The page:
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Title: The molecular structure of future fuels
Author: Hellier, P. R.
ISNI:       0000 0004 2738 8279
Awarding Body: University College London (University of London)
Current Institution: University College London (University of London)
Date of Award: 2013
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Future fuels will be developed from a variety of biomass and fossil sources, and must seek to address the adverse environmental impacts of current fossil fuel usage. To this end, understanding how the molecular structure of a fuel impacts on the processes of combustion and emissions production is critical in selecting suitable feed-stocks and conversion methods. This work presents experimental studies carried out on a compression ignition engine equipped with a novel low volume fuel system. This system was designed and manufactured so as that several series of single-molecule fuels, and also binary fuel mixtures, could be tested to investigate the effect of fuel molecular structure on combustion and emissions. Features of fuel molecular structure that were studied include: alkyl chain length and degree of saturation, double bond position and isomerisation and the fatty acid ester alcohol moiety. The interactions between cyclic molecules and $n$-alkanes were also studied, as was the potential of carbonate esters and terpenes as future sustainable fuels; the latter produced from genetically modified micro-organisms. The engine tests were carried out at constant injection timing and they were repeated at constant ignition timing and at constant ignition delay, the latter being achieved through the addition to the various fuels of small quantities of ignition improver (2-ethylhexyl nitrate). In tests conducted at constant injection and constant ignition timing the ignition delay of the molecule was found to be the primary driver of combustion phasing, the balance between premixed and diffusion-controlled combustion and, thereby, exhaust emissions. The various features of molecular structure were found to influence the duration of ignition delay, and an effect of interactions of binary fuel mixtures was also visible. Physical properties, such as viscosity, impacted on the production of exhaust emissions, and in extreme cases also influenced combustion phasing and heat release.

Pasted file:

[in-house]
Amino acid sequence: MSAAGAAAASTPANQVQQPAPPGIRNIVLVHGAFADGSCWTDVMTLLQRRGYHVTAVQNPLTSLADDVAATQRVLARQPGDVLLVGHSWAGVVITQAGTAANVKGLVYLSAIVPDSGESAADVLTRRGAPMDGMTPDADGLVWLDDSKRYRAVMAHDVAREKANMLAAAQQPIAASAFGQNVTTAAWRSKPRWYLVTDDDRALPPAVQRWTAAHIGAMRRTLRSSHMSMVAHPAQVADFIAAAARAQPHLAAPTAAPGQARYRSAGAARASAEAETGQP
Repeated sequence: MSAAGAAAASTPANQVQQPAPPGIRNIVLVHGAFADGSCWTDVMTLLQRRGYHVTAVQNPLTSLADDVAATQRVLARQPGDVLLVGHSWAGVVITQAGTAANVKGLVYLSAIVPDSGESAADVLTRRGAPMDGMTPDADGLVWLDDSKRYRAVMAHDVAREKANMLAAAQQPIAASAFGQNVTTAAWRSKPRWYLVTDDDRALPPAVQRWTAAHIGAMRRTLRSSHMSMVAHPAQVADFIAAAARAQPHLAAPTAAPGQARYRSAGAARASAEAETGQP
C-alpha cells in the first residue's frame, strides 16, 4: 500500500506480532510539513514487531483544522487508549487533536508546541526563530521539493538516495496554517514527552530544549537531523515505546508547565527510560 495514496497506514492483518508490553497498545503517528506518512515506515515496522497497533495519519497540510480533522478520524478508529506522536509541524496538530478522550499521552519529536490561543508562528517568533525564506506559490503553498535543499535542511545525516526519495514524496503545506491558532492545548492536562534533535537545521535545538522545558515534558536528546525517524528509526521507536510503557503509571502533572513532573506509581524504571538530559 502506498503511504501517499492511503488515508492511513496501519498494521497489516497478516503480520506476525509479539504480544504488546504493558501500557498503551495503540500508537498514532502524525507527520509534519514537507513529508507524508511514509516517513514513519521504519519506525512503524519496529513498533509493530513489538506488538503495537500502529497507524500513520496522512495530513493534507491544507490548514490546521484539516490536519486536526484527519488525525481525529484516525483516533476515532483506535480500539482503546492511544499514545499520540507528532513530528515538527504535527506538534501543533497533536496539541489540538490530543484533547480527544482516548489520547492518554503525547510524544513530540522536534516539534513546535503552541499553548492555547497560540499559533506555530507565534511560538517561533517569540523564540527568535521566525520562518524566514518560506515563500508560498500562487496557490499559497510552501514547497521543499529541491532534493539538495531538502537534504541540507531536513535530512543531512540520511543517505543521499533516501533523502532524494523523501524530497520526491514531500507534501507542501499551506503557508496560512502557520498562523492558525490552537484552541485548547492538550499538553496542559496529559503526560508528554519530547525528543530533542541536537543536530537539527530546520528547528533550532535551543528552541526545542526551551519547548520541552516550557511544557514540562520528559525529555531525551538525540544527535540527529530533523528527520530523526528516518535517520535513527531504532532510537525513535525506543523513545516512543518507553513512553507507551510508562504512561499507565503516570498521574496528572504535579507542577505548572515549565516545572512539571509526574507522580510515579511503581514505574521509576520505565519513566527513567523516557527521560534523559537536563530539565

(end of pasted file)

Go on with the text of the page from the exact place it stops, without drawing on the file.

Supervisor: Not available Sponsor: Not available
Qualification Name: Thesis (Ph.D.) Qualification Level: Doctoral
EThOS ID:  DOI: Not available